10456_2012_9316_MOESM6_ESM.eps (41.9 mb)
Supplemental Figure S6.(a) Schematic overview of the strategy adopted for generating NG2 mutant cells by combined siRNA-mediated mRNA knock-down and gene transduction. SK-LMS-1 cells were stably transduced with a human NG2 construct encoding the entire extracellular domain plus the membrane-spanning portion (NG2extra), or with a human NG2 construct encoding the transmembrane and cytoplasmic domains and a minor portion of the extracellular domain (NG2cyto). Transduced cells were then treated with either a C-terminus-directed siRNA (in the case of NG2extra), or an N-terminus-directed siRNA (in the case of NG2cyto). This approach resulted in an effective abrogation of the expression of the endogenous NG2 (see also Supplemental Fig. S2), while the transduced deletion constructs were not targeted. (b) qPCR-based assessment of the expression levels of the NG2extra and NG2cyto constructs when compared to the endogenous NG2 mRNA. (c, d) Flow cytometry and immunoblotting documenting the overall NG2 surface expression in NG2extra and NG2cyto cells as detected by mAb 7.1 (flow cytometry) and mAb B5/M28 (immunoblotting). The somewhat reduced surface levels of NG2 in NG2extra mutant cells, when compared to wild type cells, are presumably due to a previously observed ineffective membrane localization of NG2 molecules deprived of their cytoplasmic tail. (e) Summarizes the evidence for a putative involvement of NG2 in autocrine FGF and PDGF signallings through activity of its ectodomain. NG2extra, NG2cyto mutant SK-LMS-1 cells or SK-LMS-1 cells in which NG2 was knocked down were grow in low serum content (0.5 %) for the indicated time in the presence or absence of the FGFR antagonist PD173074, or the PDGF receptor antagonist Imatinib, and their proliferation rates were scored. Untreated cells and cells treated with a non-effective siRNA were consistently used in a comparative manner as controls. Supplementary material 6 (EPS 42893 kb)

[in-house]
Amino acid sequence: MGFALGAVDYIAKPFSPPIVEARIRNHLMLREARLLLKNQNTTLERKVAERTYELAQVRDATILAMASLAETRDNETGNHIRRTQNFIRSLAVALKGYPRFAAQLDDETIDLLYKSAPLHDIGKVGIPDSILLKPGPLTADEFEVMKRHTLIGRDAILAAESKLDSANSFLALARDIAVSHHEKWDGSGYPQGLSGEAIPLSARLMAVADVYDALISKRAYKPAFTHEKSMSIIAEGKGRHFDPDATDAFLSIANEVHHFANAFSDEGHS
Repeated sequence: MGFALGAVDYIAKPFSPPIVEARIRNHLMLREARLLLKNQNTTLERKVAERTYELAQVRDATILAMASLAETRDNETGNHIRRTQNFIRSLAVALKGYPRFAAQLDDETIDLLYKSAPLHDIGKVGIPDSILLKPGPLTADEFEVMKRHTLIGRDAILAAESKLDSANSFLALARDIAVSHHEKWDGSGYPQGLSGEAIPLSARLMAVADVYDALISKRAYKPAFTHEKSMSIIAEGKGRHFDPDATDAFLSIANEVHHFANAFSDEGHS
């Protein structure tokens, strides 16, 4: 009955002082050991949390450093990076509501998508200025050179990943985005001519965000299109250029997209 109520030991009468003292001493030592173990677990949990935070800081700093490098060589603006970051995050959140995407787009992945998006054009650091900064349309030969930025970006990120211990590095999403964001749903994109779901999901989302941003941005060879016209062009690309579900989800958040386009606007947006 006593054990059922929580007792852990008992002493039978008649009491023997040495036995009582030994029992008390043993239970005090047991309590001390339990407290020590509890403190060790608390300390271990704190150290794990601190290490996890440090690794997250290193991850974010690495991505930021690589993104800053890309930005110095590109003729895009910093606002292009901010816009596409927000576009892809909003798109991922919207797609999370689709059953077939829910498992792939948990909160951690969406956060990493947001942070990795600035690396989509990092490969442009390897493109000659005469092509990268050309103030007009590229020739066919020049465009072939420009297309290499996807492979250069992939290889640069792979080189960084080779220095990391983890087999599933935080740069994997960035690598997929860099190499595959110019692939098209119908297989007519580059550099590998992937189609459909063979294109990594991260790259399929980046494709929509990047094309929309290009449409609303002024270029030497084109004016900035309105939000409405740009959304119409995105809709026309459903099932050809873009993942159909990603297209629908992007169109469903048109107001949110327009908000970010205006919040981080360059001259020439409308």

10456_2012_9316_MOESM7_ESM.doc (87 kb)
Supplementary material 7 (DOC 87 kb)
10456_2012_9316_MOESM8_ESM.doc (60 kb)
Supplementary material 8 (DOC 60 kb)

Copyright information

© Springer Science+Business Media Dordrecht 2012

Authors and Affiliations

  • Sabrina Cattaruzza
    • 1
  • Ugur Ozerdem
    • 2
  • Martin Denzel
    • 3
  • Barbara Ranscht
    • 3
  • Pietro Bulian
    • 4
  • Ugo Cavallaro
    • 5
  • Daniela Zanocco
    • 1
  • Alfonso Colombatti
    • 1
  • William B. Stallcup
    • 3
  • Roberto Perris
    • 1
    • 6
  1. 1.S.O.C. for Experimental Oncology 2The National Cancer Institute Aviano, CRO-IRCCSAvianoItaly
  2. 2.La Jolla Bioengineering InstituteLa JollaUSA
  3. 3.The Sanford-Burnham Institute for Medical ResearchLa JollaUSA
  4. 4.S.O.C. for Experimental and Clinical Onco-HematologyThe National Cancer Institute Aviano, CRO-IRCCSAvianoItaly
  5. 5.IFOM-IEO CampusThe FIRC Institute of Molecular OncologyMilanItaly
  6. 6.COMT, Centre for Molecular and Translational OncologyUniversity of ParmaParmaItaly